We discovered, as a result of being in this spot, that this was also the experience of the people who come to the Volkswagen plant, because this was their hotel. As far as we could tell, it was entirely built to cater to visiting Germans. It could have been taken from some industrial city in Germany and just plopped right there directly into this isolated spot. All the fixtures were German-made.

This was a theme that we noticed about Kaluga’s special economic zones. They were very separate from the city itself. So there was a sense of separation of this investment. When we escaped on our taxi ride into Kaluga, we realized that this was very much the case, that the presence of these car factories had almost no impact on Kaluga itself. Our taxi driver told us, for example, that even though there were 400 Germans working at the Volkswagen plant, as well as Swedes at the Volvo plant, French at the Peugeot factory, and so on, they were not evident in Kaluga itself. This investment had not had a great deal of trickle-down into Kaluga as far as the ordinary people were concerned.

We didn’t notice that Kaluga had been particularly spruced up as a result. There were definitely some new buildings that the local government had built. There was a trade center. There were another couple of hotels in the downtown. A couple of the churches and parks had been nicely revamped. There were lots of small shops in the center of town. But the overall fabric of the city, in terms of the places where people lived, had not really shown any particular benefit.

We couldn’t figure out where it was that the Germans and the Europeans who were assigned to the factories could actually be living, or whether there was an international school. There was a very odd sense of separation from all this.

GADDY: Kaluga is billed as a model local economy that is to be replicated in the rest of Russia. Kaluga seems to have had clear success in attracting foreign investment into these clusters. They have one for pharmaceuticals, another for auto, and others for other types of industries. We were told about these at length. The government is trying to bring in the foreign investors under a program that really started before the financial crisis and was very much accelerated during the crisis.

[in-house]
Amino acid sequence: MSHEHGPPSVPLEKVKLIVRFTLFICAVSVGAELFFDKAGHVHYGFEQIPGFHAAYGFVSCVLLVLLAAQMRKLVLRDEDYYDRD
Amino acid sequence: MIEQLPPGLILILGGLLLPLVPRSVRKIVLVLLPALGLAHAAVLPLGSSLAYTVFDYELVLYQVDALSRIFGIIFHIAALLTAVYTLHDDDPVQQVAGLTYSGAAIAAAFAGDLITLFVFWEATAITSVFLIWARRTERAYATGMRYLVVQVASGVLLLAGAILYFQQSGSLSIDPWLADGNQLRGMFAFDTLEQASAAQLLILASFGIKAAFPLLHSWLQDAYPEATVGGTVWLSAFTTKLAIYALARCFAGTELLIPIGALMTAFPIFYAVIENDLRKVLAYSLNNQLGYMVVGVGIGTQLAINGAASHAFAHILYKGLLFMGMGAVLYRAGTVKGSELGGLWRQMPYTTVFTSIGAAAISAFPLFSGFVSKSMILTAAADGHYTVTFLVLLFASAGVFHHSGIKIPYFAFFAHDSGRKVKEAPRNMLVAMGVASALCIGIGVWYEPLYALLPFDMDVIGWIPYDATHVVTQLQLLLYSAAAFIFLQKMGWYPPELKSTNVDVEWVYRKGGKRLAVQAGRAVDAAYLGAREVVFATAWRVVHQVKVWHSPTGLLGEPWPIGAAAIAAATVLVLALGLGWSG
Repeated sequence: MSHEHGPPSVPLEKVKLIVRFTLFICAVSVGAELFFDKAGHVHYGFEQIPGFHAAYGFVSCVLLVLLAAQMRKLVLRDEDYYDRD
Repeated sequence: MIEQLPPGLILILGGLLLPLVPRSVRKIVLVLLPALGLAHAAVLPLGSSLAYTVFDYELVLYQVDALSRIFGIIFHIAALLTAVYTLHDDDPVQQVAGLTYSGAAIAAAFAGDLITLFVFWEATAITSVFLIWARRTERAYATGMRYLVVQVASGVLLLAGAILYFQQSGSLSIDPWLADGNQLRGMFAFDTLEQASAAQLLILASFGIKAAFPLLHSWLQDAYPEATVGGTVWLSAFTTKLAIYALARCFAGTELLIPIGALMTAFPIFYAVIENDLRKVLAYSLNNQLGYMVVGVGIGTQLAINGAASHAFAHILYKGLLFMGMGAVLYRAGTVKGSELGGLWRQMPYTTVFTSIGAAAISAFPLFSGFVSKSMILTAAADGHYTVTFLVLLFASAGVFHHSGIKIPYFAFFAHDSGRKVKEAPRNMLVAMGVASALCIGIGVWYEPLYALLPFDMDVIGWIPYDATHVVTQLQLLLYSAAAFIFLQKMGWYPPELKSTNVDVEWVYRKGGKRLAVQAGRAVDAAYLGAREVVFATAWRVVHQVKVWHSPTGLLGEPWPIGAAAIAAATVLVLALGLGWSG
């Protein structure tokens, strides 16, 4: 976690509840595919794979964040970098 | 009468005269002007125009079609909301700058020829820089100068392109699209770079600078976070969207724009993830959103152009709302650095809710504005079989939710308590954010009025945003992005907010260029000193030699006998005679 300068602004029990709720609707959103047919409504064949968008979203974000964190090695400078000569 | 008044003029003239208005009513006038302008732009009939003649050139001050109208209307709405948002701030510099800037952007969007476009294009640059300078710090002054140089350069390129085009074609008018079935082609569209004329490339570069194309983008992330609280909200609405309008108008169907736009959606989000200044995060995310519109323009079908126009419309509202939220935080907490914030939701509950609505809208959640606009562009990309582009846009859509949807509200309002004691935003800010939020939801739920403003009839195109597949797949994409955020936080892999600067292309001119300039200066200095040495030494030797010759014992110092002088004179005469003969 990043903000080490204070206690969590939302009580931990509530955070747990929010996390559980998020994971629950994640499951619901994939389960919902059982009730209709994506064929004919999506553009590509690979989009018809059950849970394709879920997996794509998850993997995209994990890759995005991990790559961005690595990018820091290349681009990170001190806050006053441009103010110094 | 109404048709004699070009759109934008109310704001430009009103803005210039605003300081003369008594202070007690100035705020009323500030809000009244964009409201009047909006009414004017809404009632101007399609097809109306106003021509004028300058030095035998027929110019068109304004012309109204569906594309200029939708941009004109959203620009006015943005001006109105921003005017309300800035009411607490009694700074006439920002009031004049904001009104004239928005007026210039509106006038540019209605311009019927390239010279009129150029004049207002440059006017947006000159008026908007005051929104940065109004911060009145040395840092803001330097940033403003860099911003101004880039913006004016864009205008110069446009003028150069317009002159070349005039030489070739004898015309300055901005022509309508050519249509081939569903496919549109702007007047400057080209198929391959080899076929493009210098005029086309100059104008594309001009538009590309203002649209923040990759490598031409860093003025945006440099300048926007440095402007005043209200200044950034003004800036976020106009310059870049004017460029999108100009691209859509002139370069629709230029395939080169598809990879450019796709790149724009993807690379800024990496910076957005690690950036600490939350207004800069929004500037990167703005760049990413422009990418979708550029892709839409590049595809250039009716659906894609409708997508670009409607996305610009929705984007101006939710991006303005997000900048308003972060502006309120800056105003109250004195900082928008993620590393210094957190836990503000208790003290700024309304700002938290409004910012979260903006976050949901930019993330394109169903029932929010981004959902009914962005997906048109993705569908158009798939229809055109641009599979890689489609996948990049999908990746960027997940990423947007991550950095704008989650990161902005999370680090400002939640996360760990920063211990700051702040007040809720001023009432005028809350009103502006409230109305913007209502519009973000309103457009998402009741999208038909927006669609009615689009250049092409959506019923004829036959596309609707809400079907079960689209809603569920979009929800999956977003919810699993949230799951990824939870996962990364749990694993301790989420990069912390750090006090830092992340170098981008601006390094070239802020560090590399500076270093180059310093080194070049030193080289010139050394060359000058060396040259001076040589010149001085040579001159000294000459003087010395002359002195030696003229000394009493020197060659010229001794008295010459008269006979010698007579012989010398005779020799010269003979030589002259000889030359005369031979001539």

I’ve been looking at this issue for quite some time. Russia, at the peak of its boom, before the oil price collapsed in 2008, was the leading auto market in Europe. The Russians were buying more automobiles than the Germans were. But 80 percent of all the autos being sold in Russia were imported. That had risen from roughly eight percent in the year 2000. So what Putin decided to do was say, “Okay, if you’re going to sell to us and take advantage of our market, we need to see you locating some of your manufacturing facilities here, at least assembly facilities.” So he tapped this local figure, Anatoly Artamonov, the governor of Kaluga, to develop these special economic zones. Artamonov explained his approach to us. He outlined a very simple set of principles on which his program operated. “We’re going to make some guarantees to foreign investors, and we’ll stick with them. If we think a project is acceptable to us, our word is our bond and we will stick to them.”

It’s quite interesting to see what specifically he guaranteed. He made four promises. The first two are exactly what you would expect in special economic zones everywhere: lower taxes and tariffs and elimination of bureaucratic red tape. Now it’s interesting to ask the question: If you have a special economic zone, what’s so special about it? There must be something happening here that doesn’t happen on the outside. So if you know what’s special about the zone, by implication you know the default, what’s normal outside. So clearly there are higher taxes outside, there are higher tariffs, there is a lot of bureaucracy. But there were also two other points on his list of promises that I thought were the really telling ones. The first was, “no extra costs and expenses.”

HILL: Right. You’re not necessarily expected to have to pay for upgrading roads and railways, schools, churches and so on that other investors outside of these zones have to do.

GADDY: Or pay kickbacks and bribes. What they are saying is, “Come here, we’ll protect you against the exorbitant rates of kickbacks and bribes in Russia.” So that was the third point, no bribes and kickbacks. The fourth was even more interesting. It said you will have “full freedom to choose your suppl